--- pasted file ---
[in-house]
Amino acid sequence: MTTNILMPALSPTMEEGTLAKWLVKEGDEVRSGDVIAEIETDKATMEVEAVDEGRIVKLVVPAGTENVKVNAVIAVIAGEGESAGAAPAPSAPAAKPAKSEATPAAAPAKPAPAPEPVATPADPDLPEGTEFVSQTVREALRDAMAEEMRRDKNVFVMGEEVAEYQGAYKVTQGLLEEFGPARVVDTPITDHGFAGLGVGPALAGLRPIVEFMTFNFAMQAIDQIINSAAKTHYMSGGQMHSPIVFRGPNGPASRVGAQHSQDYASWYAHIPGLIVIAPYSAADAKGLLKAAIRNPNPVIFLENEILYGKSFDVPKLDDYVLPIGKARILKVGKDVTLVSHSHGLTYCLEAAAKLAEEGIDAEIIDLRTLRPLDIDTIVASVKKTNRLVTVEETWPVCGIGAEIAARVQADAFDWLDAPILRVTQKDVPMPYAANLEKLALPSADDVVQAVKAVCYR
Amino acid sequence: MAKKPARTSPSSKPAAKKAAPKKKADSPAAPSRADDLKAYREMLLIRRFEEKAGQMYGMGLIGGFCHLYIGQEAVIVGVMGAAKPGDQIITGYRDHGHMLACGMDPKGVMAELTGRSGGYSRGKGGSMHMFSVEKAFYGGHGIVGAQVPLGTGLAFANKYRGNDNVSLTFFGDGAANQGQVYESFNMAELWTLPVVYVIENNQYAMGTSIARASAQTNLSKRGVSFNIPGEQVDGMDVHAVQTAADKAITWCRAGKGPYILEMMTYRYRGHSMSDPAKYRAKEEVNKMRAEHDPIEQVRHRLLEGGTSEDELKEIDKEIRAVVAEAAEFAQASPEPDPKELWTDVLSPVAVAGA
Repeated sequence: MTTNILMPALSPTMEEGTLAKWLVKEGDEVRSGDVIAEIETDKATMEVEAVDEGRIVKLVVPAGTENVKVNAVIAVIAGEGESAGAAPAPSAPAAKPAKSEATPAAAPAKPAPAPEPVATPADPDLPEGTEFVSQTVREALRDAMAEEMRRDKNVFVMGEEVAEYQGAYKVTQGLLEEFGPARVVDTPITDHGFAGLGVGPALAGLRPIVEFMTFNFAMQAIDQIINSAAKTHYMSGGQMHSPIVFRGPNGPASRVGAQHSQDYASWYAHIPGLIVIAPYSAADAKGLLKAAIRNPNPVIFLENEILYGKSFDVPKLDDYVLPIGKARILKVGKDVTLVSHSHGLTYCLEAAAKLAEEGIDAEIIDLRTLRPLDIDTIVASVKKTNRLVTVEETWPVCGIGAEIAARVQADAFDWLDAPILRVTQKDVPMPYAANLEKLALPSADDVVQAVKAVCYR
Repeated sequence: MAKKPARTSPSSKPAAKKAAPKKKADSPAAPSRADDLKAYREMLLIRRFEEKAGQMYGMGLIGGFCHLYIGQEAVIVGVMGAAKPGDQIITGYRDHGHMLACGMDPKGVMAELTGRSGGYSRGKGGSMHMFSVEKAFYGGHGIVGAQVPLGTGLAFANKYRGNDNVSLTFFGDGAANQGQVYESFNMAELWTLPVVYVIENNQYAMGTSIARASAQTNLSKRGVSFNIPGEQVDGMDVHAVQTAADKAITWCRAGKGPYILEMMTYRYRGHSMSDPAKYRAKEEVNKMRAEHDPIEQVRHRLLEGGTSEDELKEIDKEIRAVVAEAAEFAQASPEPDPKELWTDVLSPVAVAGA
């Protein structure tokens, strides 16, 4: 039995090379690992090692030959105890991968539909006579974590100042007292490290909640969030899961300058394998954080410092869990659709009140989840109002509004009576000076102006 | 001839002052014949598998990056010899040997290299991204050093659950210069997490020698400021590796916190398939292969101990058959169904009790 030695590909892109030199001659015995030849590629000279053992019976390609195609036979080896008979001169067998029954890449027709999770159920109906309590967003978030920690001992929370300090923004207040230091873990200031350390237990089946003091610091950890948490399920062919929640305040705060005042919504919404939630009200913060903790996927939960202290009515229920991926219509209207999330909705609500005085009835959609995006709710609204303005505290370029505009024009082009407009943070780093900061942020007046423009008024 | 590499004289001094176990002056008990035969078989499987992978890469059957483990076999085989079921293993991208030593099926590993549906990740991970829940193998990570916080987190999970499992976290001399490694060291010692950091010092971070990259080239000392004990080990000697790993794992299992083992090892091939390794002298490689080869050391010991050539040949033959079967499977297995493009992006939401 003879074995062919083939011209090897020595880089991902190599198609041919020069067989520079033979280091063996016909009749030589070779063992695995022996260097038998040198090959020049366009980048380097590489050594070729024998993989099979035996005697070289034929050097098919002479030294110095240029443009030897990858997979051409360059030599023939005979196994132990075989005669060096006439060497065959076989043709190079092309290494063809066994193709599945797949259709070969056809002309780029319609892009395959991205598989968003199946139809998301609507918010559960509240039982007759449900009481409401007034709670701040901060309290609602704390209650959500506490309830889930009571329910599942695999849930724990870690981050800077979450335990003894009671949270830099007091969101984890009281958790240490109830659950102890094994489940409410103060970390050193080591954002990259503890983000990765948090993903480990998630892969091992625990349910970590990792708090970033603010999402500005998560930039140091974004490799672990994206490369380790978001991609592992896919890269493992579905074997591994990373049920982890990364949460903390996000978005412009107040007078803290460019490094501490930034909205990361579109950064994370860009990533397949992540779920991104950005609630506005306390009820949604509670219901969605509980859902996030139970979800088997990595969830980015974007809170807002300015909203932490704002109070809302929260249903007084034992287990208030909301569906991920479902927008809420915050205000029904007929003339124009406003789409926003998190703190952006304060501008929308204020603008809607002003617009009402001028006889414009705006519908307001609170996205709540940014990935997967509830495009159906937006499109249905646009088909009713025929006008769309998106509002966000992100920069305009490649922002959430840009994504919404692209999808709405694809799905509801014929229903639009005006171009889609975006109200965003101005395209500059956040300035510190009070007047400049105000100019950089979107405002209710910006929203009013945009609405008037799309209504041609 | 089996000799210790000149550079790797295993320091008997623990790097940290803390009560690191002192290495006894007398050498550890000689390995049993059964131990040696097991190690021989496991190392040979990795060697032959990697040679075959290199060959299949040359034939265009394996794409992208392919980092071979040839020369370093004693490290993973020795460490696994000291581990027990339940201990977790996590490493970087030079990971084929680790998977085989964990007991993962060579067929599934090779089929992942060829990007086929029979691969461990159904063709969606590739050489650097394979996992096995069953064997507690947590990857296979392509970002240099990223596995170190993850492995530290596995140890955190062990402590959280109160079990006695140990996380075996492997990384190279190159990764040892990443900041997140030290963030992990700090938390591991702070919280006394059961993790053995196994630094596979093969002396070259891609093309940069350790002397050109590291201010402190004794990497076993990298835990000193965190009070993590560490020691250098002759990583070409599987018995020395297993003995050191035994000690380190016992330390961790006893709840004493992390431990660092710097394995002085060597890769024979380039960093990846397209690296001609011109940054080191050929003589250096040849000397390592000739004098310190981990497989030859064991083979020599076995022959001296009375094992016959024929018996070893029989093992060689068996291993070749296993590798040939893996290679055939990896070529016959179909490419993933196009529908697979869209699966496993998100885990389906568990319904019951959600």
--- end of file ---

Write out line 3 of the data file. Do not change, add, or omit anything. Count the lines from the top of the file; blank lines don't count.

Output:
Amino acid sequence: MAKKPARTSPSSKPAAKKAAPKKKADSPAAPSRADDLKAYREMLLIRRFEEKAGQMYGMGLIGGFCHLYIGQEAVIVGVMGAAKPGDQIITGYRDHGHMLACGMDPKGVMAELTGRSGGYSRGKGGSMHMFSVEKAFYGGHGIVGAQVPLGTGLAFANKYRGNDNVSLTFFGDGAANQGQVYESFNMAELWTLPVVYVIENNQYAMGTSIARASAQTNLSKRGVSFNIPGEQVDGMDVHAVQTAADKAITWCRAGKGPYILEMMTYRYRGHSMSDPAKYRAKEEVNKMRAEHDPIEQVRHRLLEGGTSEDELKEIDKEIRAVVAEAAEFAQASPEPDPKELWTDVLSPVAVAGA